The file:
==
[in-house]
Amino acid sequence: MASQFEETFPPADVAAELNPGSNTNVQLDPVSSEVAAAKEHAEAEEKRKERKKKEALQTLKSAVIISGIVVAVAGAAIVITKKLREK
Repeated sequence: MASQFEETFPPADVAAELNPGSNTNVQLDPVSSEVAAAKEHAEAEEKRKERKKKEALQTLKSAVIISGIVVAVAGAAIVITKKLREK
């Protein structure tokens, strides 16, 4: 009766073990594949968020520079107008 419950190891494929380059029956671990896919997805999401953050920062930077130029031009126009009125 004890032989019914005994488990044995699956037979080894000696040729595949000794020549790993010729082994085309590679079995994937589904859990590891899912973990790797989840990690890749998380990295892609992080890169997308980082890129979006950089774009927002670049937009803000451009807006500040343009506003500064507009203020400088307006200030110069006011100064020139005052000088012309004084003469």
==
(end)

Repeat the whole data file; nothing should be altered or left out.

[in-house]
Amino acid sequence: MASQFEETFPPADVAAELNPGSNTNVQLDPVSSEVAAAKEHAEAEEKRKERKKKEALQTLKSAVIISGIVVAVAGAAIVITKKLREK
Repeated sequence: MASQFEETFPPADVAAELNPGSNTNVQLDPVSSEVAAAKEHAEAEEKRKERKKKEALQTLKSAVIISGIVVAVAGAAIVITKKLREK
């Protein structure tokens, strides 16, 4: 009766073990594949968020520079107008 419950190891494929380059029956671990896919997805999401953050920062930077130029031009126009009125 004890032989019914005994488990044995699956037979080894000696040729595949000794020549790993010729082994085309590679079995994937589904859990590891899912973990790797989840990690890749998380990295892609992080890169997308980082890129979006950089774009927002670049937009803000451009807006500040343009506003500064507009203020400088307006200030110069006011100064020139005052000088012309004084003469």